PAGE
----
Go wild in the hypercountry

Over on TNN I recently noted Jill Walker's concept of a feral hypertext. She has just added some further information about the subject to her blog: jill/txt what is feral hypertext?
I find the notion appealing. Her intent is, in many ways, to look at activities such as tagging as a form of uncontrolled social hypertext. From a transliteracy perspective, I think it hints that web2.0 is creating shifts in our understanding of web literacy that only become clear over time. There have been no end of debates about whether the web is "truly" a hypertext. Jill's insight stirs the pot rather nicely. A tag cloud is nothing but a list of links with some basic formatting. Due to Vander Wal's initial framing of tagging in terms of "folksonomy" we have tended to think of tagging as a form of categorisation. Tag clouds however hint towards narrative and identity and Jill's notion of feral hypertext perhaps hints at one way to approach this.
Fascinating stuff, if you ask me.

For those still reading; I’ve challenged my partner to create a tag cloud cushion. A tag cushion I guess. Not a feral one as I expect it to stay indoors. What would you tag a cushion with?


4 thoughts on “Go wild in the hypercountry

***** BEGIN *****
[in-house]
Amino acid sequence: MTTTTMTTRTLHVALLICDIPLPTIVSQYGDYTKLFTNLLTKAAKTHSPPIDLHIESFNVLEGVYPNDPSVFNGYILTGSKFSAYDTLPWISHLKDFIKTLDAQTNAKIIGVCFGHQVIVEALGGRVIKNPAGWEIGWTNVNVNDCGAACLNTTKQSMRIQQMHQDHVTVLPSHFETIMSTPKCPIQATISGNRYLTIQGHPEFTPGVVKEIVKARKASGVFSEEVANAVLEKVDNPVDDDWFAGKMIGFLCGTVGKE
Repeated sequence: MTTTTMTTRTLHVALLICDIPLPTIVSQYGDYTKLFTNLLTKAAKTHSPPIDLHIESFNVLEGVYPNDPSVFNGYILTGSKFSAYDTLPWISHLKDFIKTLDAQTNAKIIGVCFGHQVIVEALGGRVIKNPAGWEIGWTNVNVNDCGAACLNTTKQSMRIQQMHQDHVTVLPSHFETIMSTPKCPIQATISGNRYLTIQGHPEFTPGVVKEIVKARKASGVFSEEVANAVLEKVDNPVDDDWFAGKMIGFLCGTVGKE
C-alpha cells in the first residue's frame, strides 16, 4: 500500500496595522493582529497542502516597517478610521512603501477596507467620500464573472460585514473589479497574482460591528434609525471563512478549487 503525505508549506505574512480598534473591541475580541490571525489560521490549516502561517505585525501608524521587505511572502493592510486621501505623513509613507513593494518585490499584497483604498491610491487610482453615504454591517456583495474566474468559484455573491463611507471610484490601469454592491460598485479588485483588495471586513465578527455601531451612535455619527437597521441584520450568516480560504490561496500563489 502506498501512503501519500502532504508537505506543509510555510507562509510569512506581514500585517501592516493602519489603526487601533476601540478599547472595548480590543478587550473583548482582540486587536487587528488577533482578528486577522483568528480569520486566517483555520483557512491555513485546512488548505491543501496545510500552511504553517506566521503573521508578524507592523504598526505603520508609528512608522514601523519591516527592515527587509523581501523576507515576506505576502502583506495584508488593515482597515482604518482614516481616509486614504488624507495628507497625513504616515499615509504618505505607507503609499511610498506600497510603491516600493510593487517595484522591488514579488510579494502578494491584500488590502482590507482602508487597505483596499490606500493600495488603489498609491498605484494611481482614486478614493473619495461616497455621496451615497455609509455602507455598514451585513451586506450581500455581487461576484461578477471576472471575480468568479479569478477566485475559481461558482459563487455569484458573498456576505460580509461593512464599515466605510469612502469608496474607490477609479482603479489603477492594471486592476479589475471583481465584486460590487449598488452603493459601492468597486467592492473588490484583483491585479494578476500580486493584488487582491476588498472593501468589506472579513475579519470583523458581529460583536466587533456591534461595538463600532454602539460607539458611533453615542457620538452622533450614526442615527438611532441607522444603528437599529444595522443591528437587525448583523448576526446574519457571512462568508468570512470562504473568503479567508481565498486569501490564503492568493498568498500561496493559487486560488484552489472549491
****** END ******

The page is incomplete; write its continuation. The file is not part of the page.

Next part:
1. Do you mean a physical cushion? With tags – embroidered or printed onto it, or woven into it? What a lovely thought. I might need some tag cloud art in my office, come to think of it.
    Thanks for your comments about feral hypertext. I like your point about how tagging can be seen as categorisation or as links, narrative, hypertext – because I began my research in hypertext I probably have a tendency to see everything as hypertext, but in this case I definitely think hypertext is relevant, and yes, valuable to see it as more than just categorisation.

  2. Jill, Bruce is too modest to mention it, but he has used post-it strips to create a tagcloud instead of the usual nameplate on display outside the door of the office he shares with other PART researchers. And now cushions. What next, I wonder?

  3. Jill, I think she’s mulling over how to embroider it. Such things are a mystery to me. Wouldn’t mind betting that someone, somewhere, is already selling tag cloud t-shirts.
    On the more serious point, I do think it is important to be really clear when we’re talking about tag clouds, tagging and hypertext. It is fascinating to see how the tag cloud visualisation brings my delicious tags to life in a way that a list doesn’t. It seems, somehow, to tell a story in which every word is a hyperlink.
    I did once see a delicious tag cloud where the user had tagged in such a way as to make a statement out of the tags. I never had a chance to see what sites were linked but it indicates interesting ways of being creative with such things.

  4. Damn, why didn’t I think of the post-it tag cloud! Now I’ve got a project!
    I like too your point about the differences between a list of links and a cloud…

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